FPA RESPONDS TO SCOTTISH GOVERNMENT’S PROPOSED CIRCULAR ECONOMY BILL, WHICH, AMONGST OTHER INITIATIVES, WILL ENABLE CHARGES TO BE APPLIED TO SINGLE USE COFFEE CUPS.

FPA RESPONDS TO SCOTTISH GOVERNMENT’S PROPOSED CIRCULAR ECONOMY BILL, WHICH, AMONGST OTHER INITIATIVES, WILL ENABLE CHARGES TO BE APPLIED TO SINGLE USE COFFEE CUPS.

Executive Director Martin Kersh comments:

“Give the strides that have been made on recycling coffee cups with the capacity available to recycle every coffee cup used in the UK, it seems ironical that the Scottish Government seeks a charge on coffee cups in the name of the circular economy. In the meetings we have attended in Scotland the proposal for a charge has been made on the basis of litter reduction. The fibres recovered from cups are wanted and so surely Scottish Government should work with our industry to encourage the public to return their used coffee cups to participating retailers and indeed encourage all retailers to participate, while taking measures to discourage those who litter from doing so. It would seem the Government has given up on changing the behaviour of those who litter, which is quite a kick in the stomach for the hard work done by anti-litter charities such as Keep Scotland Beautiful, who surely deserved more support from Scottish Government for their Glasgow cup campaign. We note cups still remain on the list of items that could be subject to a deposit return system, albeit lower down the order. We trust the intention of the Scottish Government is not to impose a charge and a deposit.   We also question whether the First Minister has given consideration as to how the charge will work for coffee purchased from vending machines particularly in closed environments where a the charge could quite easily be equal to the cost of the coffee so doubling the price.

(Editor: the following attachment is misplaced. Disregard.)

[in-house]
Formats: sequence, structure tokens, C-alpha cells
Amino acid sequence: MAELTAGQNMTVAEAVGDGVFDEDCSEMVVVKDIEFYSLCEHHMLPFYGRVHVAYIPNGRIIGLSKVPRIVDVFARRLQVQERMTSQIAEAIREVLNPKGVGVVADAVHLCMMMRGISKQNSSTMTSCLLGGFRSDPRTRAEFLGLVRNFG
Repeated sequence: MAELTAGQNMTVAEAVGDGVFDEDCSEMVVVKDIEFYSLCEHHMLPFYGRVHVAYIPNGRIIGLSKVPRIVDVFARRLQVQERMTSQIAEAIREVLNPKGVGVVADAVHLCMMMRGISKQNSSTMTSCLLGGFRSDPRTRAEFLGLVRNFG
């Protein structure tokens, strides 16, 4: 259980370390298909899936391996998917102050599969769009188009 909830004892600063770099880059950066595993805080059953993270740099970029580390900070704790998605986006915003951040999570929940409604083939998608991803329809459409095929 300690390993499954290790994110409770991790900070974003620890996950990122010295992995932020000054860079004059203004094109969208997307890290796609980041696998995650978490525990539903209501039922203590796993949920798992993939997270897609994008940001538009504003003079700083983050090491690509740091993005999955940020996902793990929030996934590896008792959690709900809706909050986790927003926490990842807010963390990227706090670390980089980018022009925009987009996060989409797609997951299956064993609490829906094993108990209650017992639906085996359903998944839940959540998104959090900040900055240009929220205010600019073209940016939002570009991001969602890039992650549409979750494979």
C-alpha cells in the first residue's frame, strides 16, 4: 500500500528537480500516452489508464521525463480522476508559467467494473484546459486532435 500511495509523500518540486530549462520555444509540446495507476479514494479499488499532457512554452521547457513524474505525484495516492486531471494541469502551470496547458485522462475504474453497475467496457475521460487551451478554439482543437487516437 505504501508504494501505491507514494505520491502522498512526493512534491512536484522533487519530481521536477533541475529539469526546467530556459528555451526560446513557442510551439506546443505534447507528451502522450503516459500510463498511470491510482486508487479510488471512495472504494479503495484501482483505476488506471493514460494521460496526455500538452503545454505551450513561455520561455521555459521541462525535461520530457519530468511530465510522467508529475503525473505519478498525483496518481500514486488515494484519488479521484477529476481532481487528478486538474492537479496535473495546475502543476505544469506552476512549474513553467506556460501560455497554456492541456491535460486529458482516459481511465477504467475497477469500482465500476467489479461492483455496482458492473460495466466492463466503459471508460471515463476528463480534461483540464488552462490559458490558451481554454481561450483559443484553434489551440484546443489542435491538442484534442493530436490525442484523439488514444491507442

“In the end it is those members of the pubic and the smaller, independent retailers who suffer from a charge, and with that high streets.  We urge the First Minister to hear first-hand the excellent progress that has been made with regard to paper cup recycling and not to use paper cups as the poster boy for packaging. In addressing climate change surely the priority is, as indicated 1st ministers announcement,  to deal with the items that make the biggest contribution, of which paper cups is not one.”